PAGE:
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A small group of U.S. airmen is on the ground in Mali to guide and unload an increasing flow of U.S. military aircraft ferrying French troops and supplies to the fight against Al Qaeda-backed rebels, Pentagon officials said Tuesday.
Five C-17 Globemasters flying out of a French military have already arrived and departed from Bamako, Mali after dropping off an undetermined number of troops and about 120 tons of equipment, the Pentagon officials said.
"Less than 10" U.S. Air Force personnel were sent to Bamako last week to handle the flights that began arriving over the weekend, a Pentagon official said. George Little, the Pentagon's chief spokesman, stressed that the small Air Force contingent was not a precursor to U.S. combat involvement.
"Boots on the ground is a different question," Little said in repeating the assertions of Defense Secretary Leon Panetta that the U.S. supported France in the drive against the rebels but would not send combat troops.
Little said the airmen were limited to the relatively safe environs of the Bamako airport.
"We are confident that security can be maintained at this airfield," Little said.
The French military has little airlift capacity and France has been hard-pressed to maintain air support for the 2,500 French troops now on the ground in Mali.
Britain and Canada began aiding the French with their own C-17 flights earlier this month but the U.S. C-17 flights started only after what reportedly was the heated rejection by French Defense Minister Jean-Yves Le Drian of U.S. requests that France reimburse the U.S. for the help.
Little said that the U.S. for now would not ask for payment.
"We've made the decision at this time not to seek compensation or re-imbursement," Little said, adding that there were no initial estimates on the costs of the airlift.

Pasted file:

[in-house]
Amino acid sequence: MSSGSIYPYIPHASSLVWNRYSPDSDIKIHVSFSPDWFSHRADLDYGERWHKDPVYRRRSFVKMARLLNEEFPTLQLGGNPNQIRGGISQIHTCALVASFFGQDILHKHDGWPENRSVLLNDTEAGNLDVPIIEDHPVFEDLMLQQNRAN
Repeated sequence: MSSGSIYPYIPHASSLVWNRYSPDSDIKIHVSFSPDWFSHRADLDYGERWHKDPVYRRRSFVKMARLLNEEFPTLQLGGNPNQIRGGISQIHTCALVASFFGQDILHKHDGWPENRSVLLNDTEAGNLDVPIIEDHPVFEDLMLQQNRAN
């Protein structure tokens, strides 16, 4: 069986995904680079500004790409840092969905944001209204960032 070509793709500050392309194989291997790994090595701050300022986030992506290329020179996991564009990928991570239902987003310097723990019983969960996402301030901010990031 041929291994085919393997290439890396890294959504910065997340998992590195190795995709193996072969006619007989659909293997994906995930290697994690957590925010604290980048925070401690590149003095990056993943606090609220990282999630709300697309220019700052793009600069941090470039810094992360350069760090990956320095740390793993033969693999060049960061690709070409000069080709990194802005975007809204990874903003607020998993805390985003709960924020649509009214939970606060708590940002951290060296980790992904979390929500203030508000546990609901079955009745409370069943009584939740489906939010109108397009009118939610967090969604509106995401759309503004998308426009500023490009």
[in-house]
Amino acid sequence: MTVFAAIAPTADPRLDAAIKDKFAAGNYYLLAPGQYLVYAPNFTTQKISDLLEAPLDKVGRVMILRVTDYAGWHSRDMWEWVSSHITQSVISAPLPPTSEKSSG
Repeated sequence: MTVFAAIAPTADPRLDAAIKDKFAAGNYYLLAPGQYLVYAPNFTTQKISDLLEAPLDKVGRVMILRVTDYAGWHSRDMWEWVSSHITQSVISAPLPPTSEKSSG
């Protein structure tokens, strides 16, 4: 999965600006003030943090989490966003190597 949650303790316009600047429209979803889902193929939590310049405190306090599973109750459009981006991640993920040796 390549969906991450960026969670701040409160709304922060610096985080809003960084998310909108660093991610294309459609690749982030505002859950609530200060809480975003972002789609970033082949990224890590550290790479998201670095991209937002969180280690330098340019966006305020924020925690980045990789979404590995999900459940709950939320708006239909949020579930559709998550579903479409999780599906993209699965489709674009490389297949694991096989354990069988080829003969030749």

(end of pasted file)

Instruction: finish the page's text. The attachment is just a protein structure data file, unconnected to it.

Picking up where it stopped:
The French also need U.S. help for aerial refueling of their Rafale and Mirage attack aircraft that have been making long-haul flights from France and bases in Chad to bomb rebel positions. Little said no decisions have been made on whether to commit aerial tankers from the U.S. European Command to the effort.
Little would not confirm whether U.S. drones were also aiding the French with reconnaissance missions over Mali.
"We are sharing intelligence with the French," Little said, but he would not provide specifics.
French troops began arriving in Mali on Jan. 11 to combat rebel forces backed by the Al Qaeda in the Islamic Maghreb faction that have gained control of territory about the size of Texas in northern Mali. The French also intervened to protect the estimated 6,000 French citizens in and around Bamako.
French Malian troops over the weekend took back two central towns that had been occupied by the rebels and Le Drian called the action "a clear military success for the government in Bamako and for French forces intervening in support of these operations."